When it’s fun to RTFM

Manuals and documentation occupy an interesting space. On the one hand they are somewhat romanticized as a lost element of physical media, and can be wheeled out to complain about “kids these days.” On the other, the ethos of “everything needed to play a game should be contained within the game” has become basically an unbreakable norm, lest you face consternation of players.

In the last few years, and especially recently, I’ve been playing more games where reading the manual is a core part of not only what I do when ‘playing’ but also is central to what creates the fun for me. In my case, playing used Japanese ps1 games has necessitated it through both the design of the game but also the limits of my language skills that benefit greatly from being able to parse written text at my own pace, rather than one-shot or auto advancing explanations.

Part of the pleasure for me comes from the sense of “doing work” in some way, eating my veggies. But the other source of pleasure comes from the feeling that the knowledge I need and all that exists will lie somewhere in this pamphlet or book. In the age of googling questions to be directed to a half addressed reddit post gives this sense of always-infinite threads. Working just with a manual or guide feels like a contained box that can eventually be totally inventoried. That is a nice feeling.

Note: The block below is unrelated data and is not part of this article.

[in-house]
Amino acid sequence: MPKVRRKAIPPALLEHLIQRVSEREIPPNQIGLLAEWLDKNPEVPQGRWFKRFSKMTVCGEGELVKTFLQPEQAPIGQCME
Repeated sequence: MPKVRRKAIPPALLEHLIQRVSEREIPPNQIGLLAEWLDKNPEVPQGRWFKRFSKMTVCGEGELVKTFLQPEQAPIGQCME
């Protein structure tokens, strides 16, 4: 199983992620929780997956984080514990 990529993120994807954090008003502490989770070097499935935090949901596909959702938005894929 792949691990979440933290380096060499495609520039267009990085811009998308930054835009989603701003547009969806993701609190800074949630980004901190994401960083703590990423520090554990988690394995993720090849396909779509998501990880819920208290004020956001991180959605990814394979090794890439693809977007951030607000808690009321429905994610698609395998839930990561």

What experiences have you enjoyed by engaging with manuals/guides/documentation? (digital counts too)

(Topic inspired by discussion [here](https://forums.insertcredit.com/d/2923-tell-me-about-a-game-that-hasnt-fit-into-another-thread/10))

When I was a kid, I coloured in all the Badniks illustrations in my Sonic 1 manual and felt like it made it mine.

I used to endlessly reread the SF2 Champion Edition manual. I was such a sucker for any information I could get about that game.

I was like to look through the manuals for Japanese PS2 games when I play them. I can't read much but they're often/always(?) full colour and feel very luxurious.

I really liked sitting by myself with this Street Fighter II Turbo SNES guide and trying to learn all the moves when I was probably 8-9 years old (I still have it around here somewhere). I would set the game to 2 players, low handicap and maximum rounds and switch between both characters until I had everything memorized (which did pay off in the future). I didn't even have an arcade nearby or reason to get good at the game. I played against the CPU and just liked being able to do the moves and see the animations.


what is the name of that video game that doesnt exist but has a strategy guide art project. ANyone know what I'm talking about?

found it!